"Really, I don't see why anthropologists feel they have to travel to remote corners of the world and get dysentery and malaria in order to study strange tribal cultures with bizarre beliefs and mysterious customs, when the weirdest, most puzzling tribe of all is right here on our doorstep." - Kate Fox
WATCHING THE ENGLISH, by social anthropologist Kate Fox, is an engaging, perceptive, informative, and entertaining treatise on English (as opposed to "British") behavior in all aspects of life. At times, the author's style seems tongue-in-cheek. However, as she herself is English, this is simply a manifestation of her tribe's trait not to be seen as being too earnest and, while the subject is to be taken seriously, not too seriously.
In what must have been a prodigious research effort (yielding 416 pages of small type), Fox characterizes English behavior and attitudes as they relate to weather, social small talk, humor, linguistics, pubs, mobile phones, home, queues, transportation, work, play, dress, food, sex, secondary education, marriage, funerals, religion, and recurring "calendrical rites" (e.g. birthdays and holidays). Within these categories, Kate addresses everything from the pets and jam to the furniture that the English favor. And, since class consciousness is irrevocably embedded in the national social fabric, all is explained relative to the various classes: lower- and upper-working, lower-, middle- and upper-middle, and upper. As an example, when it comes to one's automobile:
"A scrupulously tidy car indicates an upper-working to middle-middle owner, while a lot of rubbish, apple cores, biscuit crumbs, crumpled bits of paper and general disorder suggests an owner from either the top or the bottom of the social hierarchy. (Further,) the upper and upper-middle classes of both sexes have a high tolerance of dog-related dirt and disorder ... The interiors of their cars are often covered in dog hair, and the upholstery scratched to bits by scrabbling paws."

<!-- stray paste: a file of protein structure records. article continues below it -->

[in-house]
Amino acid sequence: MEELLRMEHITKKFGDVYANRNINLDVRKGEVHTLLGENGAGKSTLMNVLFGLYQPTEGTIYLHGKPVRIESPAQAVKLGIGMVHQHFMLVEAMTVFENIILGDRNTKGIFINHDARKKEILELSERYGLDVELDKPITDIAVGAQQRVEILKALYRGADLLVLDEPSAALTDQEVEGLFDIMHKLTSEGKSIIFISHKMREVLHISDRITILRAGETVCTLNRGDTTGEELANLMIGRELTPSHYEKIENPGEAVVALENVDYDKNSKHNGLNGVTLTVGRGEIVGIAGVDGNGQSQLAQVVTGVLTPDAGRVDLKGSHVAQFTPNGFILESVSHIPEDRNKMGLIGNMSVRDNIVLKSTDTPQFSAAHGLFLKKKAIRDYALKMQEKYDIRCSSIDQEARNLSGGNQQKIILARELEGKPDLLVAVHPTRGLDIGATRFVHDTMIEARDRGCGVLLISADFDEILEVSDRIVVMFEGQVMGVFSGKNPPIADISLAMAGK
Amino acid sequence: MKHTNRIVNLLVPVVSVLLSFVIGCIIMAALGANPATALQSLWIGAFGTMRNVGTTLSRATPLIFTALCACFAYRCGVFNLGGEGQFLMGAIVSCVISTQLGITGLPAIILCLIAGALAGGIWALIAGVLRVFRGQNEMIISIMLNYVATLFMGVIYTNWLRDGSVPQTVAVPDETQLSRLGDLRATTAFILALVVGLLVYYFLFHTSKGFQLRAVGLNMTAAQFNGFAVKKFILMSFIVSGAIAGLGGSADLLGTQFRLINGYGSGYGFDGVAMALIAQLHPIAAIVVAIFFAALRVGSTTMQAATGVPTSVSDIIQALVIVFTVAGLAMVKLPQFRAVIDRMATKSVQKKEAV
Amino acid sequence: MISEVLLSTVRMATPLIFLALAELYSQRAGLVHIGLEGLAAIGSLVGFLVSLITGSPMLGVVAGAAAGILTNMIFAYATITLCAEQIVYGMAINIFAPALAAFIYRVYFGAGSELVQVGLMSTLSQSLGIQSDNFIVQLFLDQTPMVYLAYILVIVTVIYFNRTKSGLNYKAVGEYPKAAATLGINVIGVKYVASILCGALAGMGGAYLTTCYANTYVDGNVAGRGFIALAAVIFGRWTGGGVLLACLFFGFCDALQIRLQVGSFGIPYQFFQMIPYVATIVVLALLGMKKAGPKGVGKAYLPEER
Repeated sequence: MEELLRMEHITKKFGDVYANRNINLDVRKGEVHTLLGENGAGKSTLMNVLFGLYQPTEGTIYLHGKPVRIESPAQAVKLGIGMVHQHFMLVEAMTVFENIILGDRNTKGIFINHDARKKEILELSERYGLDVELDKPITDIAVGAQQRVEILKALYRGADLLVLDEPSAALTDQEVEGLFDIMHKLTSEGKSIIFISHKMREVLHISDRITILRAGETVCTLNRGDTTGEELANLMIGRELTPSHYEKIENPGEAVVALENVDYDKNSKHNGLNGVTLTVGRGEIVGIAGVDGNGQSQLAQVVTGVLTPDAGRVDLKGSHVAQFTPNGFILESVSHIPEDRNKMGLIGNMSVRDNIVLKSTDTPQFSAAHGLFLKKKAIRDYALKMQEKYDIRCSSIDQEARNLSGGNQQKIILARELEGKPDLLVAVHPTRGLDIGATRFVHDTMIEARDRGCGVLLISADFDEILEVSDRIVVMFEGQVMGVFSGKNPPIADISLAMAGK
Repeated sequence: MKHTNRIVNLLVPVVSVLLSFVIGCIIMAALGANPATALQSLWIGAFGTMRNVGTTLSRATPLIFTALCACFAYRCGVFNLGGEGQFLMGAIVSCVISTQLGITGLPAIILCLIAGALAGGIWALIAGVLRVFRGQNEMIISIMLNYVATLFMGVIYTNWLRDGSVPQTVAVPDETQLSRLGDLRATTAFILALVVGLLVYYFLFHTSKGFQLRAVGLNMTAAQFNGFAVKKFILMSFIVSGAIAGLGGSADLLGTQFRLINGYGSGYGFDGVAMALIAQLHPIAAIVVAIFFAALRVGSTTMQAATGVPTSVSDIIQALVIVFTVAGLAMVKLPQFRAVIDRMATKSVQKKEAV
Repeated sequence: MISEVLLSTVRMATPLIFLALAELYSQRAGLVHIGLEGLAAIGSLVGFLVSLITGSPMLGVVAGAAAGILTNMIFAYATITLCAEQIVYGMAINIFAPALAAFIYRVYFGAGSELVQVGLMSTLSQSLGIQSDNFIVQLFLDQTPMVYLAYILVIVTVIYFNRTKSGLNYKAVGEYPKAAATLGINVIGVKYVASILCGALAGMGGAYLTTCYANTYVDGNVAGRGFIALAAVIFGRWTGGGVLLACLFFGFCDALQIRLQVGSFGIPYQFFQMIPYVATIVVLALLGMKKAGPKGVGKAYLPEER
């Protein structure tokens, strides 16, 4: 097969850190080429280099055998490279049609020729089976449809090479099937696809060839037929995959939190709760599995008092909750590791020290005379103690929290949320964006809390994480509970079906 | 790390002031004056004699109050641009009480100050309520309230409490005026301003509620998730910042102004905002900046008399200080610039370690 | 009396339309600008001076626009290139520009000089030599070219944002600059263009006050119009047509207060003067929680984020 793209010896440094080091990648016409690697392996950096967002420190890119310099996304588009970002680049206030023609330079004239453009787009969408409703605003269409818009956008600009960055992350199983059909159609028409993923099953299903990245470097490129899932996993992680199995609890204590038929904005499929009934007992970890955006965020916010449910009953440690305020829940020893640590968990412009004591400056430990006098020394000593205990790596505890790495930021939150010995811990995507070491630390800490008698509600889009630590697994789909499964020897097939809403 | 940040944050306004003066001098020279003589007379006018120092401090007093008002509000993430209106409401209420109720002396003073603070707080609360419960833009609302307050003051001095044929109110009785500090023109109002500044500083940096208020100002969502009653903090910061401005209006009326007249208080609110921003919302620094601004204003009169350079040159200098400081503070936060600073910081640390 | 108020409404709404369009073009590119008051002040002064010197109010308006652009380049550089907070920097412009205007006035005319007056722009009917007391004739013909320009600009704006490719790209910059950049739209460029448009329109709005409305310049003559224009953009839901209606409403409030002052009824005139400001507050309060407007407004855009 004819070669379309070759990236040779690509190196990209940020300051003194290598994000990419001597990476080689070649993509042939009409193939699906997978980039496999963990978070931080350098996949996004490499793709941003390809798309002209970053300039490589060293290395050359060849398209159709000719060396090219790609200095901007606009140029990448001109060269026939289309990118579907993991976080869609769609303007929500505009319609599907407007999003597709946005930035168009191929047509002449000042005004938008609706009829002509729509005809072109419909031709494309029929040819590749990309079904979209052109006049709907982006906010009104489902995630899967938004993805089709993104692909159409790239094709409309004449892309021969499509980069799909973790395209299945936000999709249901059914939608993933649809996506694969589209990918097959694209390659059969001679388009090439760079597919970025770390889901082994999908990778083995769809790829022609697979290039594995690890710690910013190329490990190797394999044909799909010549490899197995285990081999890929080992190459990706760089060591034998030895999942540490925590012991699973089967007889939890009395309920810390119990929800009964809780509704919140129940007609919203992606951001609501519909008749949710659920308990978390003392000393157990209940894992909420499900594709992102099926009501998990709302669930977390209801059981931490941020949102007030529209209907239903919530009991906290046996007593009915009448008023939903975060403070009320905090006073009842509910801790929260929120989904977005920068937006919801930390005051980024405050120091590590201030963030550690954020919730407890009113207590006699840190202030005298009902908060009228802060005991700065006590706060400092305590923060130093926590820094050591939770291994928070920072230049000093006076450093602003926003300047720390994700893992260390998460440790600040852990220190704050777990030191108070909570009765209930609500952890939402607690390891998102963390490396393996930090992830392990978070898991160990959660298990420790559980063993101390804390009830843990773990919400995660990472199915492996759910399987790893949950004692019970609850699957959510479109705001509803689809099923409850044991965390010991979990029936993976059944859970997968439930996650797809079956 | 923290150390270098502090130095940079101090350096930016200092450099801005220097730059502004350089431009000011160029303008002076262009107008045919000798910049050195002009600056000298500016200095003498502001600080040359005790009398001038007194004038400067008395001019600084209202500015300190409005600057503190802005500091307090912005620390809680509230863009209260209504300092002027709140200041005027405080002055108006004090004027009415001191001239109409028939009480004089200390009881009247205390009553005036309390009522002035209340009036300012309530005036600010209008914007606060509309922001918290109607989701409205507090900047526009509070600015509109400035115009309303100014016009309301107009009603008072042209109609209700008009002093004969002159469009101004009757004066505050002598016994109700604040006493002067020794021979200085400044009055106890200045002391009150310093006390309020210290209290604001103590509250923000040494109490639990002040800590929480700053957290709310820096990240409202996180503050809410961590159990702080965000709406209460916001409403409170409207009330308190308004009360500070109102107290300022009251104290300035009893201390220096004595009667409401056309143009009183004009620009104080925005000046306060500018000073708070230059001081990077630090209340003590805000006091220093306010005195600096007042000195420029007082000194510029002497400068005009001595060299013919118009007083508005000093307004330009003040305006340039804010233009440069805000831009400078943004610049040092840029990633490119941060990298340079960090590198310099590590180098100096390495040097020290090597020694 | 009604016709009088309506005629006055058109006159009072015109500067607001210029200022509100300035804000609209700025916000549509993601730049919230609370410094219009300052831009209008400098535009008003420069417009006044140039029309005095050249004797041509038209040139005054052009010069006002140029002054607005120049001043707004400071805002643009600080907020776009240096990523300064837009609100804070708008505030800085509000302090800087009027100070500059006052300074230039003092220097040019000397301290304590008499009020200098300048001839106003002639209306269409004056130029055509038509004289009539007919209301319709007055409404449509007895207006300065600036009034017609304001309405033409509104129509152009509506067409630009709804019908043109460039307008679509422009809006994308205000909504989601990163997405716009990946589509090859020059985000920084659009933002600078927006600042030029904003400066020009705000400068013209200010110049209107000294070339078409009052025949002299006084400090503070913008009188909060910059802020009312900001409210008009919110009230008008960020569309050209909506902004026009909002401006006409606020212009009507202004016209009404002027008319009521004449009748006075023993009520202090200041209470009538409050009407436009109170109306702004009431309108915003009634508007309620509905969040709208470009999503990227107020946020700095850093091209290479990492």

Kate's observations stress the importance of self-effacement, fair-play, moderation, compromise, courtesy, modesty, desire for privacy, polite egalitarianism, irony, ambiguity, and hypocrisy in English behavior. However, to me, the single most important concept to be absorbed from WATCHING THE ENGLISH is that of "negative politeness", which explains the notorious English reserve, and:
"... which is concerned with other people's need not to be intruded or imposed upon (as opposed to 'positive politeness', which is concerned with their need for inclusion and social approval). We judge others by ourselves, and assume that everyone shares our obsessive need for privacy - so we mind our own business and politely ignore them."
After all, one mustn't "make a fuss".
I myself was born in Milwaukee. My paternal grandfather emigrated from central Europe, and his family was German-speaking. Yet, as I read this book, my reaction was: "Wow! That describes me perfectly." Perhaps this is because I was an Englishman in a previous incarnation or, more plausibly, because English values persist in the core, WASP, sub-culture of the country descended from the thirteen, original, Anglo-American colonies.
WATCHING THE ENGLISH is a must-read for anyone who loves England, and is an obligatory duo with Jeremy Paxman's THE ENGLISH: A PORTRAIT OF A PEOPLE.